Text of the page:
ONS analysis of rise in drug misuse deaths is lacking
As the report underscores, the largest increases in drug misuse deaths were recorded in the 30-69 age group, with the steepest rise (25 percent) among 40-49 year olds.
The ONS attempts to offer some analysis of this trend, albeit brief, noting “people receiving treatment for drug misuse are getting older ... this ageing drug using population experience wider health problems, making them harder to treat, thus impacting on mortality.”
However, when addressing other sub-section variations, notably geographical, the ONS’s fleeting analysis is curiously absent.
For example, London has a drug misuse death rate of 25.4 deaths per million people, while the North East recorded a rate of 69.3 deaths per million. This huge regional disparity only worsened last year; while the drug misuse death rate increased 10 percent in London, the North East saw a 33 percent upsurge.
This alarming and apparently increasing gap deserves more than the two paragraphs without a single piece of explanatory analysis given to it by the ONS.
The rise in heroin/morphine-related deaths reveal the need for increase provision of naloxone and harm reduction services
Given the disturbing trend in heroin/morphine deaths in particular, these new figures highlight the need for a comprehensive national program that will ensure access to naloxone, a cheap and effective opioid overdose antidote drug. Naloxone should be provided to all those working with people who are vulnerable to overdose deaths, and for friends and family members of people who use opiates.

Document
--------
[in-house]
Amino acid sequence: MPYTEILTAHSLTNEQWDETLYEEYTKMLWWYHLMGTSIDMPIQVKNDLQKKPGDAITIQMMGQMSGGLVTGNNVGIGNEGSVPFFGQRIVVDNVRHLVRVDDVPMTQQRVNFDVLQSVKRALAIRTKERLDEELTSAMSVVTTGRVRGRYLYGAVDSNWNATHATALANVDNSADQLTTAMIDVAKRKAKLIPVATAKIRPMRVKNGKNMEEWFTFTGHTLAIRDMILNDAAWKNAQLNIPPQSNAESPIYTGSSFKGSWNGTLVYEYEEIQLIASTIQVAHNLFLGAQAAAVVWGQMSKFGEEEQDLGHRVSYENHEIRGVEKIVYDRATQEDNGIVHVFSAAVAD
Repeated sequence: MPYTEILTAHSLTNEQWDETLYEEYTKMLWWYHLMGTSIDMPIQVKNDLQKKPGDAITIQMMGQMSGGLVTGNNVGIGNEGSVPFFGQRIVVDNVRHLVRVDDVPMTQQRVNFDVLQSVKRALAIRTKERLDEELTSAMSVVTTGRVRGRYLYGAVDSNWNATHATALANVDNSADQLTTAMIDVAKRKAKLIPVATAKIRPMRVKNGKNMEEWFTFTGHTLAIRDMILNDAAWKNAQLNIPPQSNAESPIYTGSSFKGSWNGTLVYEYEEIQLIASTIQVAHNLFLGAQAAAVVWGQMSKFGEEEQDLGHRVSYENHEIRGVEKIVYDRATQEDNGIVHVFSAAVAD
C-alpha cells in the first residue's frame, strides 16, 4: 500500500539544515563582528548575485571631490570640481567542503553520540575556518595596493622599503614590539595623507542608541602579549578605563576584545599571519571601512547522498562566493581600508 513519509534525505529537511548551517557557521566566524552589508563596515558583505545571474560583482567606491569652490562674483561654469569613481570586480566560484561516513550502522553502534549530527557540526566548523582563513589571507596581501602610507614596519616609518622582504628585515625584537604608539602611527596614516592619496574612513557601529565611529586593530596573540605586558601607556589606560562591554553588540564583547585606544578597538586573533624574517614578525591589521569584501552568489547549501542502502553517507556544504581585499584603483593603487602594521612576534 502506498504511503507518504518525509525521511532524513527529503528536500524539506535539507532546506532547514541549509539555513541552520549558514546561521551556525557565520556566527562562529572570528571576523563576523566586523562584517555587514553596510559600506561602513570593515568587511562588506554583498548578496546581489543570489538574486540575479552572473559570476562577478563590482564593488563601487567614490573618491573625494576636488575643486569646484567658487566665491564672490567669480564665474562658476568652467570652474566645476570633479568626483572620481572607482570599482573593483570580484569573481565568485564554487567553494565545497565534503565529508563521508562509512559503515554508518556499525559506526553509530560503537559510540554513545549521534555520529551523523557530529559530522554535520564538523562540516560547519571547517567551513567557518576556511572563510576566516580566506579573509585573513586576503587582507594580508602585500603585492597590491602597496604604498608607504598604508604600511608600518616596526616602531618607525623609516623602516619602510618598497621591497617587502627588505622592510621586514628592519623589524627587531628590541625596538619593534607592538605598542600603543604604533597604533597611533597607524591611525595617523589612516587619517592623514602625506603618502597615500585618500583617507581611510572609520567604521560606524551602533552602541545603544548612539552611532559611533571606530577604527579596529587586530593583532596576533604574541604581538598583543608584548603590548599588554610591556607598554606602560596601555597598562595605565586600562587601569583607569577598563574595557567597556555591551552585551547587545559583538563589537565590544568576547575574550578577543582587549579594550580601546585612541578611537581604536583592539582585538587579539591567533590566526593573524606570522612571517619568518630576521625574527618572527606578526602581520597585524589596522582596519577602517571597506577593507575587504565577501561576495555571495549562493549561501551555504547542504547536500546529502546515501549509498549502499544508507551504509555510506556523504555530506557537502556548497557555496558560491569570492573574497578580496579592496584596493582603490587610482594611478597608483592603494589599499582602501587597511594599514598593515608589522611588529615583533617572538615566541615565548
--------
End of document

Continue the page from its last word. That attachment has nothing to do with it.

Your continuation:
The government did recently introduce the Human Medicines (Amendment) (No.3) Regulations 2015to expand naloxone access in the UK, removing the requirement that it be supplied solely by registered medical staff so that drug service workers may also distribute it to people who use drugs. This should go some way toward increasing provision in England where the most recent figures indicate that naloxone is only provided by around a third of local authorities. Conversely, Scotland has a national program already in place.
However, in reality the new regulations don’t go far enough. As Kirstie Douse, Release’s head of legal services, recently wrote for Injecting Advice, hostel workers and those working with homeless people, some of the people most vulnerable to overdoses, will not be able to supply naloxone under the new legislation unless they are commissioned as drug service providers by either the NHS, a local authority, Public Health England or a Public Health Agency. The revelation of this shocking health policy failure must spur the government to amend this legislation to include all people who work with people who use drugs.
Most importantly, there must be a review of existing drug treatment services to ensure evidence-driven policy and practice. Sadly this seems incredibly unlikely given the government's desire to stick to a dangerous abstinence-based recovery agenda that flies in the face of best practice.
Responding to the figures, a Department of Health spokesperson stated, "Our drugs strategy is about helping people get off drugs and stay off them for good, and we will continue to help local authorities give tailored treatment to users." With such drug-free rhetoric being doled out, even after being presented with the latest statistics, it is unlikely that the trend of recent years will be changing in the future. Perhaps someone should tell the Department of Health that you can't help people "get off drugs" when they're dead.
This article was originally posted on Talking Drugs 10/09/2015